Life's dearest bands untwining ?
Or why sae sweet a flower as love

Depend on fortune's shining?

This warld's wealth, when I think on

Its pride, and a' the lave o't-
Fie, fie on silly coward man,

That he should be the slave o't!

Her een sae bonnie blue betray

How she repays my passion ;
But prudence is her o’erword aye,

She talks of rank and fashion.

O wha can prudence think upon,

And sic a lassie by him ?
O wha can prudence think upon,

And sae in love as I am !

How blest the humblo cotter's fate!

He woos his simple dearie;
The silly bogles, wealth and state,
Can never make them eerie.
O why should fate sic pleasure have, &c., &c.

BURNS.

HE's past; a soul of nobler tone:

My spirit loved and loves him yet,

Like some poor girl whose heart is set
On one whose rank exceeds her own.
He mixing with his proper sphere,

She finds the baseness of her lot,

Half jealous of she knows not what,
And envying all that meet him there.
The little village looks forlorn ;

She sighs amid her narrow days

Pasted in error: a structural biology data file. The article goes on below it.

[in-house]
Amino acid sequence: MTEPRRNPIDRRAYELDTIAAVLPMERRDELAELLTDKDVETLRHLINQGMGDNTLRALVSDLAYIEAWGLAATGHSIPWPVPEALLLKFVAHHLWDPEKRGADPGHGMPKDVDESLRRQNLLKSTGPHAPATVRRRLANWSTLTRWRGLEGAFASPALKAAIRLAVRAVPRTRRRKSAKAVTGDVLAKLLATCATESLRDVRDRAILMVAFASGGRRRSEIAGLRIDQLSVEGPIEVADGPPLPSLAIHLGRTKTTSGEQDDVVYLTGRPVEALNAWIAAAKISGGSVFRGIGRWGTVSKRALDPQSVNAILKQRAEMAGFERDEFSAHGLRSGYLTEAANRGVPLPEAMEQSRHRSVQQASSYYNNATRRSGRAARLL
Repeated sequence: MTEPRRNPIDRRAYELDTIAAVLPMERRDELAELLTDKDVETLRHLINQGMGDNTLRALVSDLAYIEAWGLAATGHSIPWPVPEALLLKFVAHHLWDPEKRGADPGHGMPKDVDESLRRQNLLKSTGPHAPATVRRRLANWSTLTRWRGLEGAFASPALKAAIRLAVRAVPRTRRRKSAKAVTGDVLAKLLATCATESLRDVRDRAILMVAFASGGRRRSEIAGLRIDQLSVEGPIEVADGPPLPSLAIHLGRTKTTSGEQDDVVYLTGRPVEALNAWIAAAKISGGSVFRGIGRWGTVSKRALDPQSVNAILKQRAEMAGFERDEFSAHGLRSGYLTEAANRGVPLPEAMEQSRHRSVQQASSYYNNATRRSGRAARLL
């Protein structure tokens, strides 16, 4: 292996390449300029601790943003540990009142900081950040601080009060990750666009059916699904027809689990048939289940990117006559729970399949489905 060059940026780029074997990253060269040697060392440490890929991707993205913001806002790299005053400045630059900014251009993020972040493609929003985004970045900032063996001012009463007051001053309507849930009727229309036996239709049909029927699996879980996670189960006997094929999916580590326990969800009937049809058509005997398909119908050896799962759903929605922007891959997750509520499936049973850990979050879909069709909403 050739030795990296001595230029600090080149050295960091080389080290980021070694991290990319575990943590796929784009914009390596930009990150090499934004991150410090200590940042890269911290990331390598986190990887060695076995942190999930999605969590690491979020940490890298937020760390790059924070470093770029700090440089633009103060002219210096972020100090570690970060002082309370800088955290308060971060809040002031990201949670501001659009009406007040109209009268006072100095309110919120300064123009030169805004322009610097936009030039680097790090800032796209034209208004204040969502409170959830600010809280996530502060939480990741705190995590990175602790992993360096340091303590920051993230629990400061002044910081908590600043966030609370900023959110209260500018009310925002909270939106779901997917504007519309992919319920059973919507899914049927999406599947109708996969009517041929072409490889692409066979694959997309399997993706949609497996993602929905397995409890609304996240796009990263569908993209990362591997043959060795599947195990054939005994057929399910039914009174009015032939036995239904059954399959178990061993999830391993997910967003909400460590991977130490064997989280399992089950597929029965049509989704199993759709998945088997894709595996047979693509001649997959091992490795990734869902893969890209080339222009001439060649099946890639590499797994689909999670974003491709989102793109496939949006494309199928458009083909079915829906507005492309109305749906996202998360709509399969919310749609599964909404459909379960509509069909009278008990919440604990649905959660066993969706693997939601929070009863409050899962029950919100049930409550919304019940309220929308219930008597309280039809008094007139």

Moving about the household ways,
In that dark house where she was born.
The foolish neighbours come and go,

And tease her till the day draws by :
At night she weeps,

“ How vain am I,”
How should he love a thing so low.

TENNYSON. In Memoriam,

For ever, Fortune, wilt thou prove
An unrelenting foe to Love,
And when we meet a mutual heart
Come in between, and bid us part ?
Bid us sigh on from day to day,
And wish and wish the soul away;
Till youth and genial years are flown
And all the life of life is gone.
But busy, busy still art thou,
To bind the loveless, joyless vow,
The heart from pleasure to delude
To join the gentle to the rude.

THOMSON.
L'AMOUR TIMIDE.
IF in that breast so good, so pure,

Compassion ever lov'd to dwell, Pity the sorrows I endure ;

The cause-I must not, dare not tell.
The grief that on my quiet preys-

That rends my heart—that checks my tongue-
I fear will last me all my days,
But feel it will not last me long.

Sir John H. MOORE.

Viola. My father had a daughter loved a man,

As it might be, perhaps, were I a woman,

I should your lordship.
Duke.

And what's her history?
Vio A blank, my lord. She never told her love, *

But let concealment, like a worm i' the bud,
Feed on her damask cheek: she pined in thought,
And with a green and yellow melancholy